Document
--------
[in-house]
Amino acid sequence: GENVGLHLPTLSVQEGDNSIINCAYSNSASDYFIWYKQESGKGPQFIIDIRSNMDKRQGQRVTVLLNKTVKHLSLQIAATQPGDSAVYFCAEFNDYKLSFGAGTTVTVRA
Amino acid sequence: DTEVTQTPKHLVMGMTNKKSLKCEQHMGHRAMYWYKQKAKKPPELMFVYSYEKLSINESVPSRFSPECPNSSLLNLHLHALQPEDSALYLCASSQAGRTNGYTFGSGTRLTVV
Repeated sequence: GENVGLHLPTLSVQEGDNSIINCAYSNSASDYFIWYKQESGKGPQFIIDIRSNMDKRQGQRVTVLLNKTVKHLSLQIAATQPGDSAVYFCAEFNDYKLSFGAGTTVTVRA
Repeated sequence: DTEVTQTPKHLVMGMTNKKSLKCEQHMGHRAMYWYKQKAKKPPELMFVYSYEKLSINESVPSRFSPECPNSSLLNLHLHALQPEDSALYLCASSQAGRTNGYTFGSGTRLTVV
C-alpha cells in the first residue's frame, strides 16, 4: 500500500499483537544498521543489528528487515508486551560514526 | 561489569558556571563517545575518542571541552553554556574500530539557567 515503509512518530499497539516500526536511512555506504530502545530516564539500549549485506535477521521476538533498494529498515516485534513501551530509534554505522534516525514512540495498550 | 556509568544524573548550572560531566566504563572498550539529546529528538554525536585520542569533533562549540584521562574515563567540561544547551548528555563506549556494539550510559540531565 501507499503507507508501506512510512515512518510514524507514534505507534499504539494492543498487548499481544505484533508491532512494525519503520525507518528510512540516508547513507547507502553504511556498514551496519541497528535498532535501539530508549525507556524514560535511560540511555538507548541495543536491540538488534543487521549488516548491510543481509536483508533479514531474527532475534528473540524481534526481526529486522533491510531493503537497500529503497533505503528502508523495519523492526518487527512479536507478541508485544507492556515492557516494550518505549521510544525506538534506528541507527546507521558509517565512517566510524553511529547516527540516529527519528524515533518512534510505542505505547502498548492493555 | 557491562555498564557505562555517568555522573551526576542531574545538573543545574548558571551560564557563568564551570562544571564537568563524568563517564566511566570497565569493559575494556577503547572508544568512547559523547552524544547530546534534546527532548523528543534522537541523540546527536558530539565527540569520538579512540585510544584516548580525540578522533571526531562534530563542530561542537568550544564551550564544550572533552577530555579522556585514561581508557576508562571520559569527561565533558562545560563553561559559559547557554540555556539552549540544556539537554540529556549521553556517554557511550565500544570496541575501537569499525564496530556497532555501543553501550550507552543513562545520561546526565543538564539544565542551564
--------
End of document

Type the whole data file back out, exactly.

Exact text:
[in-house]
Amino acid sequence: GENVGLHLPTLSVQEGDNSIINCAYSNSASDYFIWYKQESGKGPQFIIDIRSNMDKRQGQRVTVLLNKTVKHLSLQIAATQPGDSAVYFCAEFNDYKLSFGAGTTVTVRA
Amino acid sequence: DTEVTQTPKHLVMGMTNKKSLKCEQHMGHRAMYWYKQKAKKPPELMFVYSYEKLSINESVPSRFSPECPNSSLLNLHLHALQPEDSALYLCASSQAGRTNGYTFGSGTRLTVV
Repeated sequence: GENVGLHLPTLSVQEGDNSIINCAYSNSASDYFIWYKQESGKGPQFIIDIRSNMDKRQGQRVTVLLNKTVKHLSLQIAATQPGDSAVYFCAEFNDYKLSFGAGTTVTVRA
Repeated sequence: DTEVTQTPKHLVMGMTNKKSLKCEQHMGHRAMYWYKQKAKKPPELMFVYSYEKLSINESVPSRFSPECPNSSLLNLHLHALQPEDSALYLCASSQAGRTNGYTFGSGTRLTVV
C-alpha cells in the first residue's frame, strides 16, 4: 500500500499483537544498521543489528528487515508486551560514526 | 561489569558556571563517545575518542571541552553554556574500530539557567 515503509512518530499497539516500526536511512555506504530502545530516564539500549549485506535477521521476538533498494529498515516485534513501551530509534554505522534516525514512540495498550 | 556509568544524573548550572560531566566504563572498550539529546529528538554525536585520542569533533562549540584521562574515563567540561544547551548528555563506549556494539550510559540531565 501507499503507507508501506512510512515512518510514524507514534505507534499504539494492543498487548499481544505484533508491532512494525519503520525507518528510512540516508547513507547507502553504511556498514551496519541497528535498532535501539530508549525507556524514560535511560540511555538507548541495543536491540538488534543487521549488516548491510543481509536483508533479514531474527532475534528473540524481534526481526529486522533491510531493503537497500529503497533505503528502508523495519523492526518487527512479536507478541508485544507492556515492557516494550518505549521510544525506538534506528541507527546507521558509517565512517566510524553511529547516527540516529527519528524515533518512534510505542505505547502498548492493555 | 557491562555498564557505562555517568555522573551526576542531574545538573543545574548558571551560564557563568564551570562544571564537568563524568563517564566511566570497565569493559575494556577503547572508544568512547559523547552524544547530546534534546527532548523528543534522537541523540546527536558530539565527540569520538579512540585510544584516548580525540578522533571526531562534530563542530561542537568550544564551550564544550572533552577530555579522556585514561581508557576508562571520559569527561565533558562545560563553561559559559547557554540555556539552549540544556539537554540529556549521553556517554557511550565500544570496541575501537569499525564496530556497532555501543553501550550507552543513562545520561546526565543538564539544565542551564